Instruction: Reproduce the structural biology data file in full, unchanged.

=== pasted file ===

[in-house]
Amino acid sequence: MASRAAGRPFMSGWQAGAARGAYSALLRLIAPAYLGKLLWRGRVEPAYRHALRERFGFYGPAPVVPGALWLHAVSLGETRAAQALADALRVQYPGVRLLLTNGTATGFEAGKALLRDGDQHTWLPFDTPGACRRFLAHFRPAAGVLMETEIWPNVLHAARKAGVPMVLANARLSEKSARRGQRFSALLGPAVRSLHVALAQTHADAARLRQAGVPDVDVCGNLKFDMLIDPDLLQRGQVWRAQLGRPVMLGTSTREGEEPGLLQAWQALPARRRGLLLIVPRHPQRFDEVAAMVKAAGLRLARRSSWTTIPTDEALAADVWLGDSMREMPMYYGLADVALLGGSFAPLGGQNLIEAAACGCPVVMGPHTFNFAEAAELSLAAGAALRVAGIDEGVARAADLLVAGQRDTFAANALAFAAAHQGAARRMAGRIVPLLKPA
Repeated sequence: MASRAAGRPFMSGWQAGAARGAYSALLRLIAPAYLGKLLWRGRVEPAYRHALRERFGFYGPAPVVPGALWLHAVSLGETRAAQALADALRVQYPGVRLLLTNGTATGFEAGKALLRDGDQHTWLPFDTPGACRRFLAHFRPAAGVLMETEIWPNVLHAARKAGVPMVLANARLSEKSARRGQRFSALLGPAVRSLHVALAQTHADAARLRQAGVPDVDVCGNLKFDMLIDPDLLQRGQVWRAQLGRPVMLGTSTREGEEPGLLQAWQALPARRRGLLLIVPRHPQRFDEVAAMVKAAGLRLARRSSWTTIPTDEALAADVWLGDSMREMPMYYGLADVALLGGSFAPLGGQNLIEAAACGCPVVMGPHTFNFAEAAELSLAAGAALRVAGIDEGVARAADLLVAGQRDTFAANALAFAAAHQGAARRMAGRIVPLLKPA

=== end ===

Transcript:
[in-house]
Amino acid sequence: MASRAAGRPFMSGWQAGAARGAYSALLRLIAPAYLGKLLWRGRVEPAYRHALRERFGFYGPAPVVPGALWLHAVSLGETRAAQALADALRVQYPGVRLLLTNGTATGFEAGKALLRDGDQHTWLPFDTPGACRRFLAHFRPAAGVLMETEIWPNVLHAARKAGVPMVLANARLSEKSARRGQRFSALLGPAVRSLHVALAQTHADAARLRQAGVPDVDVCGNLKFDMLIDPDLLQRGQVWRAQLGRPVMLGTSTREGEEPGLLQAWQALPARRRGLLLIVPRHPQRFDEVAAMVKAAGLRLARRSSWTTIPTDEALAADVWLGDSMREMPMYYGLADVALLGGSFAPLGGQNLIEAAACGCPVVMGPHTFNFAEAAELSLAAGAALRVAGIDEGVARAADLLVAGQRDTFAANALAFAAAHQGAARRMAGRIVPLLKPA
Repeated sequence: MASRAAGRPFMSGWQAGAARGAYSALLRLIAPAYLGKLLWRGRVEPAYRHALRERFGFYGPAPVVPGALWLHAVSLGETRAAQALADALRVQYPGVRLLLTNGTATGFEAGKALLRDGDQHTWLPFDTPGACRRFLAHFRPAAGVLMETEIWPNVLHAARKAGVPMVLANARLSEKSARRGQRFSALLGPAVRSLHVALAQTHADAARLRQAGVPDVDVCGNLKFDMLIDPDLLQRGQVWRAQLGRPVMLGTSTREGEEPGLLQAWQALPARRRGLLLIVPRHPQRFDEVAAMVKAAGLRLARRSSWTTIPTDEALAADVWLGDSMREMPMYYGLADVALLGGSFAPLGGQNLIEAAACGCPVVMGPHTFNFAEAAELSLAAGAALRVAGIDEGVARAADLLVAGQRDTFAANALAFAAAHQGAARRMAGRIVPLLKPA